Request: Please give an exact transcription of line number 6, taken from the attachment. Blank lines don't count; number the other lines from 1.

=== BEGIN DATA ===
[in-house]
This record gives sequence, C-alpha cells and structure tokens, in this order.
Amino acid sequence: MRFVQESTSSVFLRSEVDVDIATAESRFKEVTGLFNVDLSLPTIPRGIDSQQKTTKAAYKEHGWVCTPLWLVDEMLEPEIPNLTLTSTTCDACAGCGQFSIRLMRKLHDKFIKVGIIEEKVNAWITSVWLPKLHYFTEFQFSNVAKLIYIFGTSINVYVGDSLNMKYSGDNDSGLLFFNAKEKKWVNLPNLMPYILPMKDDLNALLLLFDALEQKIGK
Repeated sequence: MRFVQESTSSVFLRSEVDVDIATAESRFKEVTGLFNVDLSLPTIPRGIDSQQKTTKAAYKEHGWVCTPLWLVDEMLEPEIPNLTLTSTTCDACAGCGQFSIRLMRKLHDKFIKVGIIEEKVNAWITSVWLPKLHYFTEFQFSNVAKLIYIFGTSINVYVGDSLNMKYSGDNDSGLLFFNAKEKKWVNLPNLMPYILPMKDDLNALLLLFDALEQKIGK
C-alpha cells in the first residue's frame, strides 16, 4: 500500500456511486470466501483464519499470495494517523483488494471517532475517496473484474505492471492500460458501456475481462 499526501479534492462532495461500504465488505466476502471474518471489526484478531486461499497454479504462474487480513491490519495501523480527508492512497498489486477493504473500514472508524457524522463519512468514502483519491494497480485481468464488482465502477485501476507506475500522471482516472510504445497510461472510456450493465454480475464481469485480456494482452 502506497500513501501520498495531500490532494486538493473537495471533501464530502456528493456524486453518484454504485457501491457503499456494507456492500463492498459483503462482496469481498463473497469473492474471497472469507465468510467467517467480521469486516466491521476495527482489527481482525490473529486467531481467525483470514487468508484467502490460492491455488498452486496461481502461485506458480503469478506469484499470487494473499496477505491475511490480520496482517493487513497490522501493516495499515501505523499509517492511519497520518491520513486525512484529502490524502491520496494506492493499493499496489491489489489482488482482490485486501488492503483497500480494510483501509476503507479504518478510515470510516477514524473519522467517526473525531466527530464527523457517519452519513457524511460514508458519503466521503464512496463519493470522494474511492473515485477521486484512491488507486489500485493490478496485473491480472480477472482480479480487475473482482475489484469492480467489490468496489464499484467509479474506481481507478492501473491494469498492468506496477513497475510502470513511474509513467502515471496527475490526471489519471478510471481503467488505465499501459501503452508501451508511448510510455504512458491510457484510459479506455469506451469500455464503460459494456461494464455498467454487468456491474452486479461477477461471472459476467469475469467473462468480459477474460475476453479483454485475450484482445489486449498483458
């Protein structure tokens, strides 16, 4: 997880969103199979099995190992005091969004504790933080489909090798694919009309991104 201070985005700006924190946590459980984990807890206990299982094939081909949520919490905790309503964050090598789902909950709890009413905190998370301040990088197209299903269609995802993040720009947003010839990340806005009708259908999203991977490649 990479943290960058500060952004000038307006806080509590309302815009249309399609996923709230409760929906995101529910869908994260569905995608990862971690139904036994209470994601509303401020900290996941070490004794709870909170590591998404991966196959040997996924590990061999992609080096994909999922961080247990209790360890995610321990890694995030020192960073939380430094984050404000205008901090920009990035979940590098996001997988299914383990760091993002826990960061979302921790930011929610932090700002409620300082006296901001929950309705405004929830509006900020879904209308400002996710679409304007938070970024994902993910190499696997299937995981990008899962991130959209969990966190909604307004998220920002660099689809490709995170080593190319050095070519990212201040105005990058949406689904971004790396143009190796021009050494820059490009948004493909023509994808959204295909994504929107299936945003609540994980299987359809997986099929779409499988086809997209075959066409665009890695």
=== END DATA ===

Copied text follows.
């Protein structure tokens, strides 16, 4: 997880969103199979099995190992005091969004504790933080489909090798694919009309991104 201070985005700006924190946590459980984990807890206990299982094939081909949520919490905790309503964050090598789902909950709890009413905190998370301040990088197209299903269609995802993040720009947003010839990340806005009708259908999203991977490649 990479943290960058500060952004000038307006806080509590309302815009249309399609996923709230409760929906995101529910869908994260569905995608990862971690139904036994209470994601509303401020900290996941070490004794709870909170590591998404991966196959040997996924590990061999992609080096994909999922961080247990209790360890995610321990890694995030020192960073939380430094984050404000205008901090920009990035979940590098996001997988299914383990760091993002826990960061979302921790930011929610932090700002409620300082006296901001929950309705405004929830509006900020879904209308400002996710679409304007938070970024994902993910190499696997299937995981990008899962991130959209969990966190909604307004998220920002660099689809490709995170080593190319050095070519990212201040105005990058949406689904971004790396143009190796021009050494820059490009948004493909023509994808959204295909994504929107299936945003609540994980299987359809997986099929779409499988086809997209075959066409665009890695």